The subject of creating your own youth intake has already been covered in a great way by FMCatennacio here and this is in no way intended to be a copy of his work. This is a slightly different approach and is to be seen as a compliment. Below I show how smaller clubs (Stockport in this example) can increase their likelihood of producing Academy players good enough for the senior team on a relatively small budget by approaching the youth intake day in a different and structured way.
This is enough!
After yet another disappointing youth intake not producing a single player even worth mentioning Technical Director Angry Tony Pulis and manager Marcus Allbäck decide to do something about it. With no money to spend on either new signings or improvements to the current youth setup they had to look elsewhere. As a low reputation club without any money they invented a new approach based on three steps:
- Step 1 – Creating a network of feeder clubs
- Step 2 – Search local countries for talent (Northern Ireland, Ireland and Wales for an English team)
- Step 3 – Scour the market for players fitting the clubs style of play
This is a strategy that will most likely work for the lower reputation teams, but will also work for a big club. You’ll probably only need to scale it up a bit!
Tip no 1 – Trials. A key to this method is to approach new youth players (newgens) on intake day or the days after – before they are offered contracts by their clubs – and offer them trials at your club. The likeliness of them accepting your trial offer are based on a number of factors I’ll go through below.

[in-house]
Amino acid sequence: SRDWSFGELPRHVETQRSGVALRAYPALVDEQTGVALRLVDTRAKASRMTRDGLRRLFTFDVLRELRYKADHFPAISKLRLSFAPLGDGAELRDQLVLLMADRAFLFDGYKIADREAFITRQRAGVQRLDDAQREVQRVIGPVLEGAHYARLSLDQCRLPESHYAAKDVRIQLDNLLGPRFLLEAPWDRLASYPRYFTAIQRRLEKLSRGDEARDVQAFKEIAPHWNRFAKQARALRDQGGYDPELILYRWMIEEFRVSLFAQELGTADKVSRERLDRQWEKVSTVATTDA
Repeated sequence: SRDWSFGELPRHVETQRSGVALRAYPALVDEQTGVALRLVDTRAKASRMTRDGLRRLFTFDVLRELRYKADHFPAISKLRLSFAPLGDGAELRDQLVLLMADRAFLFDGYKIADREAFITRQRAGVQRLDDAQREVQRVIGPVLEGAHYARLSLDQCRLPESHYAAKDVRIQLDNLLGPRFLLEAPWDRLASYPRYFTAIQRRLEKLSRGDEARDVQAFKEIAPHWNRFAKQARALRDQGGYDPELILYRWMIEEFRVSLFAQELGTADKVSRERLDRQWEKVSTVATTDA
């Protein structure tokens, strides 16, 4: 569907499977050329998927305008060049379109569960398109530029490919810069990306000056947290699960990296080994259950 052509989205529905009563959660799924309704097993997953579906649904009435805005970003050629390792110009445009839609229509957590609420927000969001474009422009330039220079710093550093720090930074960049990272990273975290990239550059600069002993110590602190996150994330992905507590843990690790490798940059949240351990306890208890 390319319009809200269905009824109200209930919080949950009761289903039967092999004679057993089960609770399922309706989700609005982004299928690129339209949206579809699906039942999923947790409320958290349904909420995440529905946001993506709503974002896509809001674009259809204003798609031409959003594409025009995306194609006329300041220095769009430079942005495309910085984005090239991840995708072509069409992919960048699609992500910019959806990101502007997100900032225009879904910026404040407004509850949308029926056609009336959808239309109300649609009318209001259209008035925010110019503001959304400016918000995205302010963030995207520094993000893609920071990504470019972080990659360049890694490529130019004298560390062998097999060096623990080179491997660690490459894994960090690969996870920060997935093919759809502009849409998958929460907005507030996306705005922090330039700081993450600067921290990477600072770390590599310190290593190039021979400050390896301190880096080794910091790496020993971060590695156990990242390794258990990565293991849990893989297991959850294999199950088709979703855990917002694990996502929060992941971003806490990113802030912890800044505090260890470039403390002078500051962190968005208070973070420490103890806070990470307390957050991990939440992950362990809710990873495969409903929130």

Tip no 2 – Sign or buy. Getting players in on trials is a quick way to get a decent idea of their quality and potential, making it easier for you to decide whether they are good enough to be offered a contract at your club. However, be aware of the fact that you’ll need to pay compensation to the player’s club if you sign them that way. Sometimes it’s cheaper to actually buy them from their club for an amount lower than the compensation fee. You can always check the compensation fee and then try to offer the player’s club a lower offer!
Tip no 3 – Keep the numbers down. Another issue with trials is that your board will likely prevent more trialists from coming in once you reach too many. How many that’s too many differs from club to club, but a way to keep the numbers down is to make sure that you don’t offer too many players trial contracts at once and that you terminate the trials of players you don’t want straight away.
Firstly, we’ll take a look at how Allbäck and Pulis used the local talent pool.
- Step 1 – A network of feeder clubs
The first step was to create a network of local clubs from the lower leagues. After scouting the area this resulted in a network of eleven clubs with very different levels of youth facilities. The best players from each of these clubs were offered trial contracts in an attempt for them to impress enough to earn a spot at the Stockport Academy.
The eleven clubs within the Stockport feeder club network are:
Oldham – Basic youth facilities
Crewe – Average
Port Vale – Below average
Accrington Stanley – Below average
Chesterfield – Adequate
Macclesfield – Below average
Altrincham – Poor
Ashton – Poor
Chorley – Great
Curzon Ashton – Poor
FC United of Manchester – Basic
Tip No4 – Reputation. The most important thing when building your own feeder club system is to find clubs with lower or equal reputation to increase the likeliness of youth players from these clubs wanting to join. A player from a lower reputation club is more likely to sign for you than one from a higher reputation club.
Tip No5 – Close to home. Another important aspect, at least when recruiting as a low reputation club, is how far away from you the player that you want to recruit is. Younger players tend to be much more interested in signing for you if your club is nearby – perhaps they can even keep living at home with mum and dad? This is why focusing on the area around you is crucial.